The entire summer is a weird time for me in many ways. If I let it it could serve as one long trigger until September or later.
I know I have shared before about how I do like Facebook. I don’t post nearly as much as I used to, and I’m finding recently I’m not even on it reading quite as much, but I like it. I generally like seeing the memories that pop up. I get to relive cute stories about my kids, see what I was up to years ago, look at the pictures of my kids over the years, and recall all the fantastic trips I’ve taken and places I’ve been.
The summer though… it can be a bitch.
On one hand I see pictures of me with my kids and visiting family as we go to amusement parks, Yellowstone, Moab, water parks, etc. There we are hiking. There we are camping. Oh look how little the kids were! Queen B towers over Rock Star and all four kids are little stair steps in height. There we are celebrating the kids’ birthdays- parties and/or dinners out. There we are at the roller skating rink with the rubber nose that you squeezed and slime came out of it. There we are bowling. There’s the video of Rock Star and her teammates as the Hummer limousine pulled into the parking lot to take them to the reservoir for her party.
On the other hand there is the picture of us on the plane, getting ready to fly to Virginia to pick out a new house. There is my post about all of our lasts in Utah. There is my post about my trip from hell getting to Virginia. Oh, four years ago today we spent our first night in the new house. Look at those pictures from your vacation in Florida or your trip back out to Utah to visit friends. You had no idea your husband was in the middle of an affair and was planning on leaving you. There you are with M, the morning you left to head back to Virginia; you told the story of how the two of you met and how in a wonderful twist she was moving to Virginia, too, and you would only be three hours apart instead of 30. Too bad you didn’t realize you had been replaced and would be moving again in a year.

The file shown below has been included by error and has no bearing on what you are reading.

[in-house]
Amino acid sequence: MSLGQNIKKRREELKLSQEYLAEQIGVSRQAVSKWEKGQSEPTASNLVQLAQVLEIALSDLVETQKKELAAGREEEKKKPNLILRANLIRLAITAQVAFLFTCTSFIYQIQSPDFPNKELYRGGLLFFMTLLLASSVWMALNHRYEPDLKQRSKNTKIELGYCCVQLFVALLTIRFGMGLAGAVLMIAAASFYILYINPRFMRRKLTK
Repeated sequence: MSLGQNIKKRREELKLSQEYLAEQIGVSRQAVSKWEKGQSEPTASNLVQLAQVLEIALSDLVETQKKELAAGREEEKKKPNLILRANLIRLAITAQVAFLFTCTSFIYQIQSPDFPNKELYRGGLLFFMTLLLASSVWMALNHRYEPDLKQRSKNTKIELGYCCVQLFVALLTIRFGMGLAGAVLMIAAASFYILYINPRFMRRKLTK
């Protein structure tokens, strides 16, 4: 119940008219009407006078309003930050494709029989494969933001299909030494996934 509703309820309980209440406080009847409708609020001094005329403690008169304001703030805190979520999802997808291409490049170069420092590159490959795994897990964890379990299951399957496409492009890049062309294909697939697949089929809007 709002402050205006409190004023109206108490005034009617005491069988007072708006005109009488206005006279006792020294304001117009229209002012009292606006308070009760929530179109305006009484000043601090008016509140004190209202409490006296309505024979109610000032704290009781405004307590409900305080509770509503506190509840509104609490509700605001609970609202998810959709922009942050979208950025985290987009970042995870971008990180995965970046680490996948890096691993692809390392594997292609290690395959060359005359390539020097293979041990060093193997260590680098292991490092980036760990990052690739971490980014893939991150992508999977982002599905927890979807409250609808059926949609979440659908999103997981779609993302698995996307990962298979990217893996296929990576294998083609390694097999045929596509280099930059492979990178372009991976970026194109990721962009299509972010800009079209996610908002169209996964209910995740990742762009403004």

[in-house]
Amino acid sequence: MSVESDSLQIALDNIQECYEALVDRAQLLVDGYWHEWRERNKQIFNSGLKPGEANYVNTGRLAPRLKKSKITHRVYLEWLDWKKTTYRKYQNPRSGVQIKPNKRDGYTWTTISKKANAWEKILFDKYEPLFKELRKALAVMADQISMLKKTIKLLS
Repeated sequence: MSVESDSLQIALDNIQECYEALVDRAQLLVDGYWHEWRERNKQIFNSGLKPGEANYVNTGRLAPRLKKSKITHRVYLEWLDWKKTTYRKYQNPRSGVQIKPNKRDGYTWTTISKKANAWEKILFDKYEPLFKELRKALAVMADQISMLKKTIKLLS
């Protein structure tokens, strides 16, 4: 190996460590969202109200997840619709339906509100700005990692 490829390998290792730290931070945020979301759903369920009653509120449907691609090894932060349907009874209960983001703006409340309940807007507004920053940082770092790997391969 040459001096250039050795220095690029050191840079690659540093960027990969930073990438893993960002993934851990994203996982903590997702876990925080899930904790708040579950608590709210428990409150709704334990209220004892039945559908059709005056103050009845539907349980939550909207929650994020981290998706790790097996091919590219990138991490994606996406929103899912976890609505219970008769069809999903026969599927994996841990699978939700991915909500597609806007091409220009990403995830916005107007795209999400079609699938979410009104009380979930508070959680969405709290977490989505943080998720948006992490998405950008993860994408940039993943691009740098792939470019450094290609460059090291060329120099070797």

Every time I see those pictures of our last days in Utah back in 2014 I want to shout to that woman: Don’t go! Don’t leave! It’s a trap. He’s taking you away from all of your friends; he’s moving you closer to his mistress. He’s going to start cheating on you less than a year after you and the kids move out there. Don’t do it! Stay there!
When I see the pictures of the kids and I back in the summer of 2015 I sadly shake my head because I was so stupid, so blind. I had no idea what was coming. I can’t say I was ignorant and happy because he had amped up the crazy by that point, but I had no idea my life was about to be obliterated. There I am smiling at the camera, happy to be eating French toast at Kneader’s once again, or enjoying the beach down in Florida, and my husband is plotting against me. He’s sending his whore money and I have no idea.
The memories that crop up on June 10th, August 10th and August 14th are a little bit trickier. Sometimes I read those or see the pictures, and I think, “You had no idea how your life was about to change.” Other times, like when I see the new pictures of the mobster with me, or I know one of the pictures this year will be the freedom cake I brought in to work last year, I smile and think to myself, “It’s just another day.”